62. The cell of claim 59, which is a mammalian cell or an insect cell.
63. The cell of claim 62, which is a mammalian cell that is a COS cell, a BHK cell, a HEK293 cell, a CHO cell, a myeloma cell, an MDCK cell, or a neuron.
64. The cell of claim 62, which is an insect cell that is a sf9 cell.
 The present invention concerns the use of biological photoreceptors
as directly light-controlled ion channels.
 It has been known for some time that a large number of central processes in plant and animal cells are wholly or partially controlled via changes in the intracellular concentrations of certain ions, for example the proton concentration, and changes in the membrane potential and the ion gradients across the membrane. Accordingly, the elucidation of mechanisms of intracellular ion regulation, in particular pH regulation, and the mechanisms of voltage-dependent ion channels and ion transporters are the subject of extensive research activities. For such research, a rapid and simple measurement and/or manipulation of intracellular ion concentrations, in particular proton concentrations, and of electrical gradients and ion gradients, in particular proton gradients, across cell membranes is of great interest.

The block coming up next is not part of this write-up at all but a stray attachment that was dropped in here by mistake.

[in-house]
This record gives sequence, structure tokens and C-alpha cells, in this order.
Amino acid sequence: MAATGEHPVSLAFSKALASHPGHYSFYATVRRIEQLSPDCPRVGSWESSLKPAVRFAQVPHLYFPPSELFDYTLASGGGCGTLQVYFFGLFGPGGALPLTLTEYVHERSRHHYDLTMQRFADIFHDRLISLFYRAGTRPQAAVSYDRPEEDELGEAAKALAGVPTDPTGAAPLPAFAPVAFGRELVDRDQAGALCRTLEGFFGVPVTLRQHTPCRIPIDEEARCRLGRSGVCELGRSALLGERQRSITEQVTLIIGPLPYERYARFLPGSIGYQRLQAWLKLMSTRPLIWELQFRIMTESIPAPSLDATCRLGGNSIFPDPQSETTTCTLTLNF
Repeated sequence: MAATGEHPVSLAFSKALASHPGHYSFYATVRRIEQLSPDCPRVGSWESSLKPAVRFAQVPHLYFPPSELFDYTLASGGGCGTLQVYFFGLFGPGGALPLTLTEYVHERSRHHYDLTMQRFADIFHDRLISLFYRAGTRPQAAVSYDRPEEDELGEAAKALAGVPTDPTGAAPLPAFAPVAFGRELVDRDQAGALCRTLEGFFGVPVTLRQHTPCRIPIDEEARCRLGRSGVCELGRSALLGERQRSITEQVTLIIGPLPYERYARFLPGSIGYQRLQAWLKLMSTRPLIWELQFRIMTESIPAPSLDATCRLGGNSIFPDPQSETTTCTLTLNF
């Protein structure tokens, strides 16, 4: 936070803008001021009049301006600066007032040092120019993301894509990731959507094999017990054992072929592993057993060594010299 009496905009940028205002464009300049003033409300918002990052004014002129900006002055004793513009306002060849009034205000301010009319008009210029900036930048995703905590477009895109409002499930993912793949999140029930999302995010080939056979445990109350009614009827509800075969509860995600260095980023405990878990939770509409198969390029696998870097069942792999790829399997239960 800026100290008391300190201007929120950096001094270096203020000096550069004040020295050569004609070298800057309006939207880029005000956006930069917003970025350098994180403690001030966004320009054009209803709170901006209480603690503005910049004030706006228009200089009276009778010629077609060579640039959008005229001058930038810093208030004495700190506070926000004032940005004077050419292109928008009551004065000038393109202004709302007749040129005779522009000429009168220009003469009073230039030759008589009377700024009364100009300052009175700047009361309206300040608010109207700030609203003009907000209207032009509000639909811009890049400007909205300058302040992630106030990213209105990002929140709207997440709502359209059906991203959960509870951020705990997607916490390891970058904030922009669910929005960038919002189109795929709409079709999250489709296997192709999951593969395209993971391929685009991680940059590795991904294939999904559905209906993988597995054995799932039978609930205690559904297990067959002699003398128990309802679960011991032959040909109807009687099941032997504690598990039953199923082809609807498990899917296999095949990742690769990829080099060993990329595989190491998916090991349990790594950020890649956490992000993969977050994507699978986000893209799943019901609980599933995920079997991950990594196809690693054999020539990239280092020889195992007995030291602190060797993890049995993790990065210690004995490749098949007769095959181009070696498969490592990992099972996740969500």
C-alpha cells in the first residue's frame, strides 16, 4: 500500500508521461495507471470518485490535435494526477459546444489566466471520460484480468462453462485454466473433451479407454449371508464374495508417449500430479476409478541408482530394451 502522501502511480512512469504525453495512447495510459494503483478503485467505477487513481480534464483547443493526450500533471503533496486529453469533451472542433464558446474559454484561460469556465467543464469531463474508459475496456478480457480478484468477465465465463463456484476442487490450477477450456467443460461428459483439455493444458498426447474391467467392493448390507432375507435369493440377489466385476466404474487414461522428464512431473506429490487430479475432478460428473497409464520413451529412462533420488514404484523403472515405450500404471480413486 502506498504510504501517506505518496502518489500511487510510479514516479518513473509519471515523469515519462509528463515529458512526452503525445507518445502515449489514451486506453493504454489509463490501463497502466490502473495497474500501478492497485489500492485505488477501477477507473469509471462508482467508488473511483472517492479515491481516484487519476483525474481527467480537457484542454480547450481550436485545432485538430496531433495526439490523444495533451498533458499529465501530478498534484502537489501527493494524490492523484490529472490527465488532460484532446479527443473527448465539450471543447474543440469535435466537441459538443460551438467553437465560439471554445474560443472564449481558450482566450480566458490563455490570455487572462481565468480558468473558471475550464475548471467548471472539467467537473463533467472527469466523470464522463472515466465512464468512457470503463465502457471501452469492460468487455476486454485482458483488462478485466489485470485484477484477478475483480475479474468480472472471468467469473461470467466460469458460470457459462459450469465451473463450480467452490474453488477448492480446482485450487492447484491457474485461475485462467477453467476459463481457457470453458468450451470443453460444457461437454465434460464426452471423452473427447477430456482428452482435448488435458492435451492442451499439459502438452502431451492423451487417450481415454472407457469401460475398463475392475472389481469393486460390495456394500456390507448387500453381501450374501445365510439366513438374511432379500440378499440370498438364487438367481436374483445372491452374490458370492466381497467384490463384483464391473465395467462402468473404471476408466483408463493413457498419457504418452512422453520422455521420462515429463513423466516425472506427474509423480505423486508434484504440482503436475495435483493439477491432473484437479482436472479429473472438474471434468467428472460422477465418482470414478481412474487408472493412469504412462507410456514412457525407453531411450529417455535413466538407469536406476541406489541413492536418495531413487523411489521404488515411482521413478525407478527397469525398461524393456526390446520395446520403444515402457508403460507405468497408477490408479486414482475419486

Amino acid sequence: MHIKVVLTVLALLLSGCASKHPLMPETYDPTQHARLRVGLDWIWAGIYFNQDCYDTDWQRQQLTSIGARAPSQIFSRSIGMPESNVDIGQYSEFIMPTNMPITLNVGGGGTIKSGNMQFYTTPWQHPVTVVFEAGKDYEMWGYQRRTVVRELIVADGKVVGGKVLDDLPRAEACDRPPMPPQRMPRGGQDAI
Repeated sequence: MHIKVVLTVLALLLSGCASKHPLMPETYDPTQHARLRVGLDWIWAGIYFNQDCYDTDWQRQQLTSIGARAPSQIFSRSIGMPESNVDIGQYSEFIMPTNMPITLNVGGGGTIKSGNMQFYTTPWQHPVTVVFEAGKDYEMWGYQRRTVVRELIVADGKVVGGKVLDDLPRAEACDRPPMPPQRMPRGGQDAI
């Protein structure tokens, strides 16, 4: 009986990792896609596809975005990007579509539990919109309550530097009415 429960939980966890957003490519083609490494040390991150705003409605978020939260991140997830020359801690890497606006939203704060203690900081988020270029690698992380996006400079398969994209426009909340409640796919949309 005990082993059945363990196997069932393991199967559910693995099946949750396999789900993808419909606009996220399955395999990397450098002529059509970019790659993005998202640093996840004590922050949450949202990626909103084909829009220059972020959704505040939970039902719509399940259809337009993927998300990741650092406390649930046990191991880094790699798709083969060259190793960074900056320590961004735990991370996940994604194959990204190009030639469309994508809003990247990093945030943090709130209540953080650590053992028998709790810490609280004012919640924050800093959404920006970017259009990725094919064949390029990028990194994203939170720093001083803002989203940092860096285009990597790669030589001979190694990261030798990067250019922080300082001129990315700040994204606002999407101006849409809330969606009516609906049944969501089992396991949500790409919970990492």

A basically very advantageous approach to making such measurements and/or manipulations possible would be the introduction of a light-controlled ion channel into such a membrane, in order to alter deliberately the membrane potential and/or the flow of certain ions, e.g. protons, through the membrane.